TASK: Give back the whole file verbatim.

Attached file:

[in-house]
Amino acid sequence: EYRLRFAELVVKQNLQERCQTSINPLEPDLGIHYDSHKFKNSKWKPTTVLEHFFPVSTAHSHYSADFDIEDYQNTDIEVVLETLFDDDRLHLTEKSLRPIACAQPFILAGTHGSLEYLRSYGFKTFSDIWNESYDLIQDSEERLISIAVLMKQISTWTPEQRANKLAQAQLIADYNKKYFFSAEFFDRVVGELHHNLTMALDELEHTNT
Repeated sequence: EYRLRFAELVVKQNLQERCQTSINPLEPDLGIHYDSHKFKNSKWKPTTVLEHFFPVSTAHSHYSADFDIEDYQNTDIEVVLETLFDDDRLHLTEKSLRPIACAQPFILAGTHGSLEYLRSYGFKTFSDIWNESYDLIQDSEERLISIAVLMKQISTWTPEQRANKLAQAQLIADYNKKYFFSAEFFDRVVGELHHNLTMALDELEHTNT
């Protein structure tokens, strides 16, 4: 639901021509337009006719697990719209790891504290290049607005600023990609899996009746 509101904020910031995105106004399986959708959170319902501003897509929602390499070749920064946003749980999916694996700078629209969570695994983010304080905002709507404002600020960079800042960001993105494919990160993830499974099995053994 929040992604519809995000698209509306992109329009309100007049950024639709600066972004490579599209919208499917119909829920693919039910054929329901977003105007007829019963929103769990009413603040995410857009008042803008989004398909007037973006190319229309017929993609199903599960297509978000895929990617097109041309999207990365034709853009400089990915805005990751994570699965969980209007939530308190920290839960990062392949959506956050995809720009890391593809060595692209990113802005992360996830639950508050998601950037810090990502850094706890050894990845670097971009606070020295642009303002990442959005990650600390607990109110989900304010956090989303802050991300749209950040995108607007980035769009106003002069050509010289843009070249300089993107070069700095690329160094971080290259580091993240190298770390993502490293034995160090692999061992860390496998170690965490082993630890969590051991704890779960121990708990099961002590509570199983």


[in-house]
Amino acid sequence: EYRLRFAELVVKQNLQERCQTSINPLEPDLGIHYDSHKFKNSKWKPTTVLEHFFPVSTAHSHYSADFDIEDYQNTDIEVVLETLFDDDRLHLTEKSLRPIACAQPFILAGTHGSLEYLRSYGFKTFSDIWNESYDLIQDSEERLISIAVLMKQISTWTPEQRANKLAQAQLIADYNKKYFFSAEFFDRVVGELHHNLTMALDELEHTNT
Repeated sequence: EYRLRFAELVVKQNLQERCQTSINPLEPDLGIHYDSHKFKNSKWKPTTVLEHFFPVSTAHSHYSADFDIEDYQNTDIEVVLETLFDDDRLHLTEKSLRPIACAQPFILAGTHGSLEYLRSYGFKTFSDIWNESYDLIQDSEERLISIAVLMKQISTWTPEQRANKLAQAQLIADYNKKYFFSAEFFDRVVGELHHNLTMALDELEHTNT
């Protein structure tokens, strides 16, 4: 639901021509337009006719697990719209790891504290290049607005600023990609899996009746 509101904020910031995105106004399986959708959170319902501003897509929602390499070749920064946003749980999916694996700078629209969570695994983010304080905002709507404002600020960079800042960001993105494919990160993830499974099995053994 929040992604519809995000698209509306992109329009309100007049950024639709600066972004490579599209919208499917119909829920693919039910054929329901977003105007007829019963929103769990009413603040995410857009008042803008989004398909007037973006190319229309017929993609199903599960297509978000895929990617097109041309999207990365034709853009400089990915805005990751994570699965969980209007939530308190920290839960990062392949959506956050995809720009890391593809060595692209990113802005992360996830639950508050998601950037810090990502850094706890050894990845670097971009606070020295642009303002990442959005990650600390607990109110989900304010956090989303802050991300749209950040995108607007980035769009106003002069050509010289843009070249300089993107070069700095690329160094971080290259580091993240190298770390993502490293034995160090692999061992860390496998170690965490082993630890969590051991704890779960121990708990099961002590509570199983």